Egr1 and Egr3 directly transactivate p75NTR through distinct EREs in vitro, but whether Egr1 and/or Egr3 modulate p75NTR expression in vivo is not known. Egr3 is strongly expressed in developing muscle spindle stretch receptors where it is required for their normal development (Tourtellotte et al., 2001; Tourtellotte and Milbrandt, 1998). Similarly, p75NTR has an important role in modulating neurotrophin-3 (NT-3) signaling which is also required for normal spindle development (Fan et al., 1999). Thus, we asked whether Egr3 may have a role in modulating p75NTR expression in spindles. Interestingly, we found that Egr3 (Fig. 5A, arrowheads) and p75NTR (Fig. 5A′, adjacent section, arrowheads) were robustly and specifically co-expressed in all skeletal muscle spindle stretch receptors. Egr3 and p75NTR was expressed by both spindle capsule cells and intrafusal muscle fibers (Fig. 4A and A′, inset). These results were confirmed by immunofluorescence which showed that both Egr3 and p75NTR protein were highly co-localized in spindle capsule cells and intrafusal muscle fibers (Fig. 5B, arrowhead) but not in skeletal muscle endomyseum, where only p75NTR protein was present (Fig. 5B, arrow and Fig. 5C). p75NTR expression in spindles is not regulated by Egr1 since Egr1 was not expressed in spindle stretch receptors or skeletal muscle (Fig. 5D). Thus, spindle stretch receptors appear to be an excellent model system to examine whether Egr3 modulates p75NTR expression in vivo. To this end, the immunofluorescence intensity of p75NTR protein was measured in WT and Egr3-deficient spindles which were identified in skeletal muscle by their parvalbumin (Pv)-positive sensory axon innervation (Fig. 6A, B, D, E, arrowheads and see (Tourtellotte and Milbrandt, 1998)). In E16.5 Egr3-deficient spindles, p75NTR protein was significantly reduced by 58% in E16.5 spindles (Fig. 6C) and by 69% in P0 spindles (Fig. 6F) relative to WT spindles.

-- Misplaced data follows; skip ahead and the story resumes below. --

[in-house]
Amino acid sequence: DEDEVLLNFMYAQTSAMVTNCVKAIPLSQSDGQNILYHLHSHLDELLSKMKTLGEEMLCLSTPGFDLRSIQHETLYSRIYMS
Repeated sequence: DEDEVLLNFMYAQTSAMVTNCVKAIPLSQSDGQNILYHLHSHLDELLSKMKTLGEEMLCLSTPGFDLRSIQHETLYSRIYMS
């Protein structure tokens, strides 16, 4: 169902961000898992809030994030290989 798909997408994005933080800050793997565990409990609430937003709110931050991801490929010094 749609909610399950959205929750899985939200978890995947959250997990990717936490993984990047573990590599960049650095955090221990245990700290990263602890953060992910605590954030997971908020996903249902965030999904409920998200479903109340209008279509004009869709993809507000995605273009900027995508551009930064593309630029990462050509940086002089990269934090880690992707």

Figure 5
Egr3 expression is colocalized with p75NTR expression in muscle spindles. In situ hybridization on adjacent wild type (WT) newborn skeletal muscle sections demonstrates strong (A) Egr3 and (A) p75NTR expression specifically in muscle spindles ...
Figure 6